Motivation and realistic goal setting: a step-by-step approach

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Understanding behaviour is important for improving health literacy and health

A healthy lifestyle is one of the major predictors of healthy ageing. Major components of a healthy lifestyle are physical activity, healthy eating, non-smoking and stress-management. However, many people do not meet the recommendations for a healthy lifestyle, especially people with low health literacy. This is one of the reasons why health literacy is linked to poor health, mortality and increased healthcare costs. Thus, it is important to understand human behaviour and what drives it.

We describe six steps for improving health literacy for older people here. To support behavioral change, we need to know more about what exactly is going on in individuals’ heads: are they motivated to become or stay active? Do they intend to change their behaviour? In order to understand what drives human behaviour, we need to appreciate the desires that lead individuals to become or stay active. This specific inquiry can be titled “motivation.”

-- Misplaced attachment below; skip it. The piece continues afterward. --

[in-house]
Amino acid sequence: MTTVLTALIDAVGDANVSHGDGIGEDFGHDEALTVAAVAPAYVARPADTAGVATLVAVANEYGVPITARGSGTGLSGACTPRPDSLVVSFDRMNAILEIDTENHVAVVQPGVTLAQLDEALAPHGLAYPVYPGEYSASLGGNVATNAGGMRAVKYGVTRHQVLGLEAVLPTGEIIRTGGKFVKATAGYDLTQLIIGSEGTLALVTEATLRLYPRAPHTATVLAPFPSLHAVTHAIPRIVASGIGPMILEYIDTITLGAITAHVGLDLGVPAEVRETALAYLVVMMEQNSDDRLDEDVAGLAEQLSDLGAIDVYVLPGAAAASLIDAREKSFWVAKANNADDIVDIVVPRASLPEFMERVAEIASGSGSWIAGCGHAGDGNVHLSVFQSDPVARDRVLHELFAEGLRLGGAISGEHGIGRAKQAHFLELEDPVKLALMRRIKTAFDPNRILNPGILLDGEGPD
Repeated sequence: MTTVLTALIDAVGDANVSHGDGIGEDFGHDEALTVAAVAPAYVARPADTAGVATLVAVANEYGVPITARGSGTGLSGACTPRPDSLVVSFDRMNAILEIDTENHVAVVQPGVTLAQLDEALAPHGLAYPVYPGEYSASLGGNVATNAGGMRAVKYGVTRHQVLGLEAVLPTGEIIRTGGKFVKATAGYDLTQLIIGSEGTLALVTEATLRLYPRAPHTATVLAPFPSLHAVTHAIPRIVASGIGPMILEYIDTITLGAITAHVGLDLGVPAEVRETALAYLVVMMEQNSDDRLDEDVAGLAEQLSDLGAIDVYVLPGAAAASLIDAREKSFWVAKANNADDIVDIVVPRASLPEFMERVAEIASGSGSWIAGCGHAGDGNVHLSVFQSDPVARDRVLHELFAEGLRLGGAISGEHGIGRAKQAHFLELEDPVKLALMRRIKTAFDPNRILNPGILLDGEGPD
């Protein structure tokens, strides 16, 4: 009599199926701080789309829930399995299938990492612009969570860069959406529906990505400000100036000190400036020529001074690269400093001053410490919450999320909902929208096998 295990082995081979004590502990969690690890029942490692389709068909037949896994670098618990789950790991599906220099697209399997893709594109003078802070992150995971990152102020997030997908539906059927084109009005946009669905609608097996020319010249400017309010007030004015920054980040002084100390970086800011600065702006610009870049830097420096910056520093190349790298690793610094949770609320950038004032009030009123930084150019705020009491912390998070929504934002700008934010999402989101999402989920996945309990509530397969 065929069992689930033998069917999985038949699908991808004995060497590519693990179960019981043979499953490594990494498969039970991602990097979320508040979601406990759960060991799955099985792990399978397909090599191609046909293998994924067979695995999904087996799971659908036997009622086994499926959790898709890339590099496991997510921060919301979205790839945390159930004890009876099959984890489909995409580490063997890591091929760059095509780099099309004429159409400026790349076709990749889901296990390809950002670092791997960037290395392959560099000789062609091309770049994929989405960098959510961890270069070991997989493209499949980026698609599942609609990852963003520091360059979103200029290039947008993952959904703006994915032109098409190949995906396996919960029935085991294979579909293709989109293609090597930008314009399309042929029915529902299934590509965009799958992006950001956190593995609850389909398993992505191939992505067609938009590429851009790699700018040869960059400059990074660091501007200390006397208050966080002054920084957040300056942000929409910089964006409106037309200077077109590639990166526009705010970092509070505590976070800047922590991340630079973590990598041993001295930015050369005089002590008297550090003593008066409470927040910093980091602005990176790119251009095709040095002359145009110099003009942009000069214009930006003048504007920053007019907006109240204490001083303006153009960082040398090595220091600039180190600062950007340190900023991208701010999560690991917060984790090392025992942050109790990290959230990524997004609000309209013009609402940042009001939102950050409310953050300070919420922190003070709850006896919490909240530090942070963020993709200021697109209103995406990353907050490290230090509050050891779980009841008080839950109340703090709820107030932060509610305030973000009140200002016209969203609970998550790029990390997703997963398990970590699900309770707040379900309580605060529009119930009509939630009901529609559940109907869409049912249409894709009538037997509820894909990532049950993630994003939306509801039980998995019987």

Supporting individuals to achieve their goal behaviour

For the individual, we can gain much insight into the ‘readiness’ to become and remain active. Intention and motivation are important determinants of behaviour. Stage assessments also include behavioural aspects, which opens avenues for fast measurements of which level people are at in the behaviour change process, and how close they are to the goal behaviour.

Such measurements can provide the basis for successful interventions in helping individuals to adopt and maintain their goal behaviour. Goal setting is one important target in such an intervention. Healthy ageing can be supported by interventions that help people to set realistic goals, matching their own and contextual resources.

How does motivation affect behaviour?

People might be motivated to perform the recommended physical activity, which is an important prerequisite for actually adopting the behaviour. Similarly, if people lack motivation, it is unlikely that a change in behaviour will occur. Thus, it is essential to obtain more knowledge about the ‘readiness’ for behaviour change: how close people are to actually changing their behaviour, or how far they have habituated a behavior and intention. ‘Readiness to change’, also known as ‘stage (of change)’, is conceptualised as a measurable indicator of behaviour change and its psychological antecedents. People may or may not intend to change their behavior. This can be measured by intention assessments.